Writes With Pencils

fiction, memoir, essays and poetry

Tag: Hope

Winter Banquet

From my place at the table
through the leaded panes
I watch
sparrows, robins, finches
and chickadees
hop, flutter, and flit
from the cedar fence ridge
and naked plum tree boughs
to the freshly filled feeder—
its top a beacon of yellow
the only color beyond the spectrum
of wintergreens
and dormant umbrage
at the string of grey
marked in months of days
while the plump squirrel
perches and plots his plan
this fruitless season,
no time of famine.

The Quandary


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The run is over.
All the docks are lined with fishing boats,
crabbers and tenders,
and a few processors tied up at the end.
From my booth in The Bay
I look up from my mug of diner coffee
and over-easy eggs
and notice it’s
The Quandary that’s moored
in the slip
closest to the shore.
She’s securely tethered to the bollards
to overwinter away from
waves, tides, and storms
in this freshwater harbor inside the locks.

She’s tethered to the dock
as my own indecision
holds me in a place
between your dreams
and my life.

It’s your birthday today.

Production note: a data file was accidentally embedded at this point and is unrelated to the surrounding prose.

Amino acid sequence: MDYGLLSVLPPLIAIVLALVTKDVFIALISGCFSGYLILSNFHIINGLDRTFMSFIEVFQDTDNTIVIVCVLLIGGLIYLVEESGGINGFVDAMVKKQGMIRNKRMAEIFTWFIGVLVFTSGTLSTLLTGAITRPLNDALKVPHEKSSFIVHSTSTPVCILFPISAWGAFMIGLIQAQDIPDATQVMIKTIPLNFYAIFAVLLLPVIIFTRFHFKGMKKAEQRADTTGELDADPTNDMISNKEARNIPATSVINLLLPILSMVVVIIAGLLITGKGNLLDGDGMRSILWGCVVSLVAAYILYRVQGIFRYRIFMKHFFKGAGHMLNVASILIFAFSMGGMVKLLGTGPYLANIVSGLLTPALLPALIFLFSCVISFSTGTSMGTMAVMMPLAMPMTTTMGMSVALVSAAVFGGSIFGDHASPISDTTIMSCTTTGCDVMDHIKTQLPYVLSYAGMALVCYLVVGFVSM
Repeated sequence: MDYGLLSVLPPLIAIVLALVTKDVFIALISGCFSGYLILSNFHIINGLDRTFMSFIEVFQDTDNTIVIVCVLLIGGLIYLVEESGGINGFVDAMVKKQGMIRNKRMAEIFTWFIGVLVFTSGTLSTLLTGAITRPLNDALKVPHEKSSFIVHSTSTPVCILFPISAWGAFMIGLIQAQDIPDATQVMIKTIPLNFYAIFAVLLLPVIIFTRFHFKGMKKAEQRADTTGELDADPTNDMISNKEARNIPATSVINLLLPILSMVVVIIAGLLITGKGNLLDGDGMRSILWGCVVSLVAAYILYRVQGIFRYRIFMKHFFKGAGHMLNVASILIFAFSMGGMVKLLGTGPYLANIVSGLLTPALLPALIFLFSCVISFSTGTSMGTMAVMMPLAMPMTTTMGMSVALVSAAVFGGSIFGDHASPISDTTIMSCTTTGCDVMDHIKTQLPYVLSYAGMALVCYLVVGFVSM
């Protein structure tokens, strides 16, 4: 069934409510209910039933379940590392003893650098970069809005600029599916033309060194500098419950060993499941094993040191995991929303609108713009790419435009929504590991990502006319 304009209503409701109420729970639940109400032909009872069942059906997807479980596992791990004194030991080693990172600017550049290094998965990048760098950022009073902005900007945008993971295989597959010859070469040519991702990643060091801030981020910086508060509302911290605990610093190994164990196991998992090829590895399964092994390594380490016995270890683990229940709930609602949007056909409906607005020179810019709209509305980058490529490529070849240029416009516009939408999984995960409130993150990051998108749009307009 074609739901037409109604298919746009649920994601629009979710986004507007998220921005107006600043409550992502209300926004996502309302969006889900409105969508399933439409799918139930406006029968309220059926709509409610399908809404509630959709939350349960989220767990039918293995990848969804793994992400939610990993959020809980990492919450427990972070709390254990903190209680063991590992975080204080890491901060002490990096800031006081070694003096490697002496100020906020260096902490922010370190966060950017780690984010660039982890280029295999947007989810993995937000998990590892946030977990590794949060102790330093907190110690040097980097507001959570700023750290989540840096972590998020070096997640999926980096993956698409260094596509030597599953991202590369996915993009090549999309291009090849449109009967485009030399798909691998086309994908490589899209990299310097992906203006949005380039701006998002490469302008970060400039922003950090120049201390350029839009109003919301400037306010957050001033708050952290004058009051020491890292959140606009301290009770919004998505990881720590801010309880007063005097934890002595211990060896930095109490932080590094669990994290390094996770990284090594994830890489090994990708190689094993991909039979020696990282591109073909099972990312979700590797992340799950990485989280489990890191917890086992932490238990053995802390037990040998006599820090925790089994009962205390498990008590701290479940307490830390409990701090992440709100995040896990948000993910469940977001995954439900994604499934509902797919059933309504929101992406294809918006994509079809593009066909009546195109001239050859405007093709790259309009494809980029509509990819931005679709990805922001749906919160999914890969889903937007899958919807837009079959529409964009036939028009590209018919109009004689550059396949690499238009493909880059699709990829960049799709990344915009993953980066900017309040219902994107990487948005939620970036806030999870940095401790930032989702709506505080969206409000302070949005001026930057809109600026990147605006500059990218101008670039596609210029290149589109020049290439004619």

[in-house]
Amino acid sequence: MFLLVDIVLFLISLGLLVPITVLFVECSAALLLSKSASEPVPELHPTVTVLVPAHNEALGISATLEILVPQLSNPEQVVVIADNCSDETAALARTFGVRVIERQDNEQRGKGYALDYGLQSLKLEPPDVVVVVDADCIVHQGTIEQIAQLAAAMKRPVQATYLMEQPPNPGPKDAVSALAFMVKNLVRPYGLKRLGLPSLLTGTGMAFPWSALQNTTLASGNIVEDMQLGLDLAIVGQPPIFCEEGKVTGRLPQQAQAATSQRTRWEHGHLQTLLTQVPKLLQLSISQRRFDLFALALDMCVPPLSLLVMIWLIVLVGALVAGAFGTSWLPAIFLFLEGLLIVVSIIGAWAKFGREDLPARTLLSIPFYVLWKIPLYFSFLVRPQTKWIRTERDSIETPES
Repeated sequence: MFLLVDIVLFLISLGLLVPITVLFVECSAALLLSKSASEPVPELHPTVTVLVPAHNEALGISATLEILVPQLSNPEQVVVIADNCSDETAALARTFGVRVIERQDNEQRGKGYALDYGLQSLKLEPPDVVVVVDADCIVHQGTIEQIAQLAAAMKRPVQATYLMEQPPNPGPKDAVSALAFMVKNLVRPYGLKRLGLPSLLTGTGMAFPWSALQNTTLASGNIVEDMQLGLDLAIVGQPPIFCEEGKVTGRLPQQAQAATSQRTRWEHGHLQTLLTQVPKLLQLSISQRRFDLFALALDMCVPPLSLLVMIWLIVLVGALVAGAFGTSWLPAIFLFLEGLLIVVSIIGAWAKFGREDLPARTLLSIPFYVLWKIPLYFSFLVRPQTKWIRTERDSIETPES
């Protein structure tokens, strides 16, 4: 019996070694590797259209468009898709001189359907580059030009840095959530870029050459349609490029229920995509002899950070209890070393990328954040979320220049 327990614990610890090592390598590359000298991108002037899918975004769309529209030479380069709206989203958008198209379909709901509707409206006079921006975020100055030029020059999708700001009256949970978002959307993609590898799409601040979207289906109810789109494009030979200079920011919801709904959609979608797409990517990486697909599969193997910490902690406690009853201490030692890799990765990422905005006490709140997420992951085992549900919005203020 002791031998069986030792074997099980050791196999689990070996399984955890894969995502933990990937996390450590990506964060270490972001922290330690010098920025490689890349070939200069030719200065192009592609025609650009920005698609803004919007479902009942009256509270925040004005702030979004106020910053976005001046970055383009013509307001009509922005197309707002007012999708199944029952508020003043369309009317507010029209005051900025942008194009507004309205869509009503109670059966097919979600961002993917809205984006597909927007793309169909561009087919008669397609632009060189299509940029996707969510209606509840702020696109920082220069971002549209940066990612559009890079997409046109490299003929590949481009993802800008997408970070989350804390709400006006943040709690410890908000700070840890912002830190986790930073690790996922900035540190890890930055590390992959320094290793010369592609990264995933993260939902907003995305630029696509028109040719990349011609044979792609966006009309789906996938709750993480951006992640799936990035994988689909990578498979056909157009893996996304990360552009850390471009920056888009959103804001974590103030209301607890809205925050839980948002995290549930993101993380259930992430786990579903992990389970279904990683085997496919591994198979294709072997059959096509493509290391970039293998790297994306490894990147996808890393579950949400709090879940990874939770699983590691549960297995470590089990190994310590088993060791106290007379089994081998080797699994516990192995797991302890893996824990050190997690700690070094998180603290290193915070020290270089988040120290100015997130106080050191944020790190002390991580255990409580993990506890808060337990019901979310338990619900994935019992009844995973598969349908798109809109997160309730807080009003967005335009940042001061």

You would have been 60.
You loved this place, but
if you were here, you wouldn’t be
here today.
You dreamed of sailing the Caribbean
or up the Inside Passage to Anchorage
and beyond
or captaining a barge
through the canals of France.
And I would have gladly been your crew
in celebration.

But your run is over, my dear,
and I cannot sail it for you.
Some of my own dreams
died along with you.
And now my vision no longer sees
beyond a single season,
such a small space for dreams to grow
but enough perhaps
for them to sprout and bud.

Empathy for the Unborn

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“I hope so”,
was the response of the woman
at the adjacent table
after they’d ordered their platters
of pancakes and eggs.

She and her husband
had just announced her pregnancy
to their gay friends—
nine weeks on Monday.
The announcement was followed only by
her listing the technical details
of the timing
and the pills she’d taken
and allusions to adjustments he’d made
that had finally led to conception.

“We’ll be uncles!”
the friends exclaimed.

“The arrival of the baby
will change your whole universe,”
they smiled.

“I hope so,”
she didn’t.

Mother’s Bloom

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On this first day of spring
the white narcissus in my yard
hang their heads
still timid, barely more than buds,
planted so late in the fall
after the first frost
by this unskilled gardener.

The neighbors’ daffodils
and those in the park
and along the freeway through downtown
have all been aflame for weeks,
six-petaled suns
trumpeting hope
before I could feel it, before it was here.

I worried what the neighbors would think,
their late arrival
a sign of my irresponsibility,
the kind everyone notices
but no one mentions
like a baby born only seven months
after the honeymoon.

But there’s no expiration date on hope
I remind myself
after impatiently urging
my bulbs to bloom,
their pale blush and slow unfurling
now a joy that erases
this mother’s sense of shame.

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